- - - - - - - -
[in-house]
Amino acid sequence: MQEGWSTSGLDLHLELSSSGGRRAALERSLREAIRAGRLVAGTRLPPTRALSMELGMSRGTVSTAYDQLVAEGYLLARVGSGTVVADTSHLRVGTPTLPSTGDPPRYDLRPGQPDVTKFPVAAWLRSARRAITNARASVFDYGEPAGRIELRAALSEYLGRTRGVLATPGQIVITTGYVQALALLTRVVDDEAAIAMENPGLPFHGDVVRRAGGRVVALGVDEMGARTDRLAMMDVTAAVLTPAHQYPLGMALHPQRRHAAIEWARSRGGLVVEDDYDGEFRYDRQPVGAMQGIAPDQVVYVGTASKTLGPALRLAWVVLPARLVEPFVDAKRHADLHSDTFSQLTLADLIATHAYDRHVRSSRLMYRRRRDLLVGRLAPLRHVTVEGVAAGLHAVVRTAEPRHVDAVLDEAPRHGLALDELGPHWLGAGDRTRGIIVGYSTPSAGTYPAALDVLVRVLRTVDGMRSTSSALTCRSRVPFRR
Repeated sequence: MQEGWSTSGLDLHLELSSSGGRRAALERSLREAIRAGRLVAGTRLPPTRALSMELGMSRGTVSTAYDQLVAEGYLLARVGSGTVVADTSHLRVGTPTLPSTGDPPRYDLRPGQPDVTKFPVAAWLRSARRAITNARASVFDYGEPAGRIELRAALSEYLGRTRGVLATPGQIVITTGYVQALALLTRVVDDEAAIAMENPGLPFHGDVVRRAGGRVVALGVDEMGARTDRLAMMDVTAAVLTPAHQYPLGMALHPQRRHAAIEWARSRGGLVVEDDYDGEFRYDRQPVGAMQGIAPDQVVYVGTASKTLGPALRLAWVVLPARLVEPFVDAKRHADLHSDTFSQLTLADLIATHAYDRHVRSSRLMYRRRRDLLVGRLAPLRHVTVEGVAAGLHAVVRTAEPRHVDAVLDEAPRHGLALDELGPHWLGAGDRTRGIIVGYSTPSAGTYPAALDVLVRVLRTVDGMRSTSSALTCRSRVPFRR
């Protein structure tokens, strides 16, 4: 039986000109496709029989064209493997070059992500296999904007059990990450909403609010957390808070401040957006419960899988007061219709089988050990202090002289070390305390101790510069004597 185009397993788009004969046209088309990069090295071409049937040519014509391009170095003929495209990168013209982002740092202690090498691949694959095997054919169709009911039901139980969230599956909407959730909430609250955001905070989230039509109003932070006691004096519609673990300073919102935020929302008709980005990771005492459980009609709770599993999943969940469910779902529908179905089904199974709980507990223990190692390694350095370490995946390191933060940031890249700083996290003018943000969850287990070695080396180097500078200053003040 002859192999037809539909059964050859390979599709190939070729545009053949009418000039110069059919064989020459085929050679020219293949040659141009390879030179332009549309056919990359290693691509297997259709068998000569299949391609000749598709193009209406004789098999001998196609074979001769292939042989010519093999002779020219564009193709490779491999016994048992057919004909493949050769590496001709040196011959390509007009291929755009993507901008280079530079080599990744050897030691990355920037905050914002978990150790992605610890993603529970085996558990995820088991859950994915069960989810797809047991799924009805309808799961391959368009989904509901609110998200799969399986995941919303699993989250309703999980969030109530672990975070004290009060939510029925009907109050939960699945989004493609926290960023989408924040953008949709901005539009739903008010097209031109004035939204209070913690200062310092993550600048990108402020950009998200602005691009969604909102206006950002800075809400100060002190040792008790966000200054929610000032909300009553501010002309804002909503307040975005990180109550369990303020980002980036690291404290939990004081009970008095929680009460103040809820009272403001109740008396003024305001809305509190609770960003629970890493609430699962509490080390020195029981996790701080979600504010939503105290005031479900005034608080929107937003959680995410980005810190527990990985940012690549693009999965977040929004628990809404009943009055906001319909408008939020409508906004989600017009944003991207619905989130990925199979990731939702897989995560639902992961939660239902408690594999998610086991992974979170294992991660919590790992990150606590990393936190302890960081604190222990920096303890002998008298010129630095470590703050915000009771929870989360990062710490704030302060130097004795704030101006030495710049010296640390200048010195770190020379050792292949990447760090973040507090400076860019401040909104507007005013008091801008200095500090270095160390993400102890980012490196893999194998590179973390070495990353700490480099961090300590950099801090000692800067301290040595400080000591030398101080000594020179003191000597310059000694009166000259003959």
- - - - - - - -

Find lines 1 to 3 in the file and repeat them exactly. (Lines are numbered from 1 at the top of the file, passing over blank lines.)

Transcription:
[in-house]
Amino acid sequence: MQEGWSTSGLDLHLELSSSGGRRAALERSLREAIRAGRLVAGTRLPPTRALSMELGMSRGTVSTAYDQLVAEGYLLARVGSGTVVADTSHLRVGTPTLPSTGDPPRYDLRPGQPDVTKFPVAAWLRSARRAITNARASVFDYGEPAGRIELRAALSEYLGRTRGVLATPGQIVITTGYVQALALLTRVVDDEAAIAMENPGLPFHGDVVRRAGGRVVALGVDEMGARTDRLAMMDVTAAVLTPAHQYPLGMALHPQRRHAAIEWARSRGGLVVEDDYDGEFRYDRQPVGAMQGIAPDQVVYVGTASKTLGPALRLAWVVLPARLVEPFVDAKRHADLHSDTFSQLTLADLIATHAYDRHVRSSRLMYRRRRDLLVGRLAPLRHVTVEGVAAGLHAVVRTAEPRHVDAVLDEAPRHGLALDELGPHWLGAGDRTRGIIVGYSTPSAGTYPAALDVLVRVLRTVDGMRSTSSALTCRSRVPFRR
Repeated sequence: MQEGWSTSGLDLHLELSSSGGRRAALERSLREAIRAGRLVAGTRLPPTRALSMELGMSRGTVSTAYDQLVAEGYLLARVGSGTVVADTSHLRVGTPTLPSTGDPPRYDLRPGQPDVTKFPVAAWLRSARRAITNARASVFDYGEPAGRIELRAALSEYLGRTRGVLATPGQIVITTGYVQALALLTRVVDDEAAIAMENPGLPFHGDVVRRAGGRVVALGVDEMGARTDRLAMMDVTAAVLTPAHQYPLGMALHPQRRHAAIEWARSRGGLVVEDDYDGEFRYDRQPVGAMQGIAPDQVVYVGTASKTLGPALRLAWVVLPARLVEPFVDAKRHADLHSDTFSQLTLADLIATHAYDRHVRSSRLMYRRRRDLLVGRLAPLRHVTVEGVAAGLHAVVRTAEPRHVDAVLDEAPRHGLALDELGPHWLGAGDRTRGIIVGYSTPSAGTYPAALDVLVRVLRTVDGMRSTSSALTCRSRVPFRR